Martin-John McDonnell – Indie Editor
Thursday is always the weird day in the Great Escape weekend. After queuing to get your wristband, checking into accommodation and having a well deserved first beer along with what you try and convince yourself is a reasonable meal to get you through the night.
As a result it can often be difficult to find time to see bands until the evening, as was much the case with me. I started my journey at the festival hub, drinking in the sweet soulful voice of Kimberly Anne, alongside other intoxicating liquids of course. While possessing a sickly sweet but soulful voice and enough charm and charisma to warm up a not yet drunk crowd into a sing-a-long, the songs weren’t anything spectacular. The newer songs in her repertoire showed potential so keep an eye out!
Following on were Mispers, who fast became one of my favourite new bands. With an excitable, grinning energy the band launched headfirst into a joyous set of indie that was so varied at times it was hard to shoehorn, from folk to straight up indie rock with diversions around shoegaze and psychedelia influences, these guys have it all. It takes something to get people dancing at 7.30 in the evening, especially in the rather limp setting of the festival hub stage (more a diner and bar with some musicians in the corner than the other way round). The harmonies shone, the guitars dazzled and everyone came out with a smile on their face, job done right?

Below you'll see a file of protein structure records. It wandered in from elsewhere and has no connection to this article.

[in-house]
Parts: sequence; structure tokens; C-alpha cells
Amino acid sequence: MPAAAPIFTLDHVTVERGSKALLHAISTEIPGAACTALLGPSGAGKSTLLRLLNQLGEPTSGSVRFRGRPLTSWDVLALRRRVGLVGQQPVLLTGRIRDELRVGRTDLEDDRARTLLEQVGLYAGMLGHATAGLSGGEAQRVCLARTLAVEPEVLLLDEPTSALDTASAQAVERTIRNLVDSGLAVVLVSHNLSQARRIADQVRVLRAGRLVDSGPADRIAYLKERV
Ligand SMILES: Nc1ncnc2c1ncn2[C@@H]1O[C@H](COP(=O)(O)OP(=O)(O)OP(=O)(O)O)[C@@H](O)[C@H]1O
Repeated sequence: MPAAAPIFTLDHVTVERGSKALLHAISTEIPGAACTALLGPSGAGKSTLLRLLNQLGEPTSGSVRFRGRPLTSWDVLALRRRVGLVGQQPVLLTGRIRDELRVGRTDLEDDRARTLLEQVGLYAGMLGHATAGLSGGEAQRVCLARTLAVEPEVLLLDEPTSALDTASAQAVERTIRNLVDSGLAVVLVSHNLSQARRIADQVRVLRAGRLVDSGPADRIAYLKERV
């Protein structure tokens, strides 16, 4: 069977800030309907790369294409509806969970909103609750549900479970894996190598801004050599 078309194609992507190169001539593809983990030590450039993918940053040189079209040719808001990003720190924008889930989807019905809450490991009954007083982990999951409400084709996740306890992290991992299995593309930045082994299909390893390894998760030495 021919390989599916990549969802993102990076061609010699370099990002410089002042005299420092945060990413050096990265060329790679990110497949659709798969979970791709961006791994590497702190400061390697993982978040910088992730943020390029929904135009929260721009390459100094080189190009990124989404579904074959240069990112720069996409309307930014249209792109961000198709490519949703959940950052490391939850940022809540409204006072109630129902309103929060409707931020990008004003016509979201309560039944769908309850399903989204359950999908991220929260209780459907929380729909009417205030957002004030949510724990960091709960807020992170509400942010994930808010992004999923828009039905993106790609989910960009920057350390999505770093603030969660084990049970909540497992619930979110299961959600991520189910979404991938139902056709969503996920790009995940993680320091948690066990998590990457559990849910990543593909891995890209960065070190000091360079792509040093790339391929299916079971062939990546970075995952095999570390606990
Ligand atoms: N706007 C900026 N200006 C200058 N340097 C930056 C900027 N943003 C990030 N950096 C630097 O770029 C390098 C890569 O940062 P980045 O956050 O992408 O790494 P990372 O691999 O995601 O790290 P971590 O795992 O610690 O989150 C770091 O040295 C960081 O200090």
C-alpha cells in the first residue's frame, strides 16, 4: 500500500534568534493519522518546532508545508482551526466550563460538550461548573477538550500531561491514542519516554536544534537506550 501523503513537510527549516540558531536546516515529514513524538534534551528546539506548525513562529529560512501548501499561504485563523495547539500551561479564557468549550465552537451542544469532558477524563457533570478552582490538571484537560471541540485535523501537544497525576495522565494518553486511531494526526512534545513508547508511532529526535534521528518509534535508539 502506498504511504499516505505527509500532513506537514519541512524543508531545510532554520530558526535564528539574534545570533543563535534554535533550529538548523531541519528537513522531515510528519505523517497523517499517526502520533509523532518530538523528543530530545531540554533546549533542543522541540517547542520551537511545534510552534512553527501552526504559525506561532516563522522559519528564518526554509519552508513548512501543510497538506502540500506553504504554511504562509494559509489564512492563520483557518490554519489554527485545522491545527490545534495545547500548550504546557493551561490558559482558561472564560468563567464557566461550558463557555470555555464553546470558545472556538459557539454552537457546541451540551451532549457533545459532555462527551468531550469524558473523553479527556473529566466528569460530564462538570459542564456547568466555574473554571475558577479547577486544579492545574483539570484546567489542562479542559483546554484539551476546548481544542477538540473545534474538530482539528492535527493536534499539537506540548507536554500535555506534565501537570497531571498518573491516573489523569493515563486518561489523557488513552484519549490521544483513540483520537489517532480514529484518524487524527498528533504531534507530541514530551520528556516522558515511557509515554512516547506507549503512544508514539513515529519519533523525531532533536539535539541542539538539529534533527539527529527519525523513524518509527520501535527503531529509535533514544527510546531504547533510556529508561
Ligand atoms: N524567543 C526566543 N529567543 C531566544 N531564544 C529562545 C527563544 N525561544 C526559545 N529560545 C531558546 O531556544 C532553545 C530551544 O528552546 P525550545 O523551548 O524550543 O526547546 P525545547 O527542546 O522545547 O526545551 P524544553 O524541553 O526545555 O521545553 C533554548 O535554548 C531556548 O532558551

Next up I took a tip from the guy in my hostel room whom i’d only met 3 hours before. Tove Lo thankfully while not my usual cup of proverbial tea, turned out a set of witty and intelligent pop-indie that couldn’t fail to get even the dullest of crowds bopping along. Probably helped that she’s a bit of a looker too…Just saying.
After a mad dash for nutritional replenishment and some wrong directions, we finally got to the Brighton Centre just in time to see Jimmy Goodwin of The Doves come to the stage. While keeping in style with his day-band, Goodwin’s moonlighting shift also incorporated more dance-like elements reminiscent of pre-Doves project Sub Sub. Atmospherics were key great performance, which was unfortunately let down by poor sound mixing meaning that Jimmy was literally playing blind for the first few songs, with no means of hearing his instrumentation or vocals properly. Eventually he snapped, berating a technician and ranting about the festival’s use of work experience students to deal with on-stage sound. Whether you agreed with the rant or not, it got the sound working again and started a fire that displayed itself in Jimmy’s urgent and at times aggressive edge in his vocals, something not normally seen the Doves singer. This could have been a runaway success of a set if it wasn’t for the early sound issues. Least we got a run-through of ‘The Last Broadcast’ for good measure!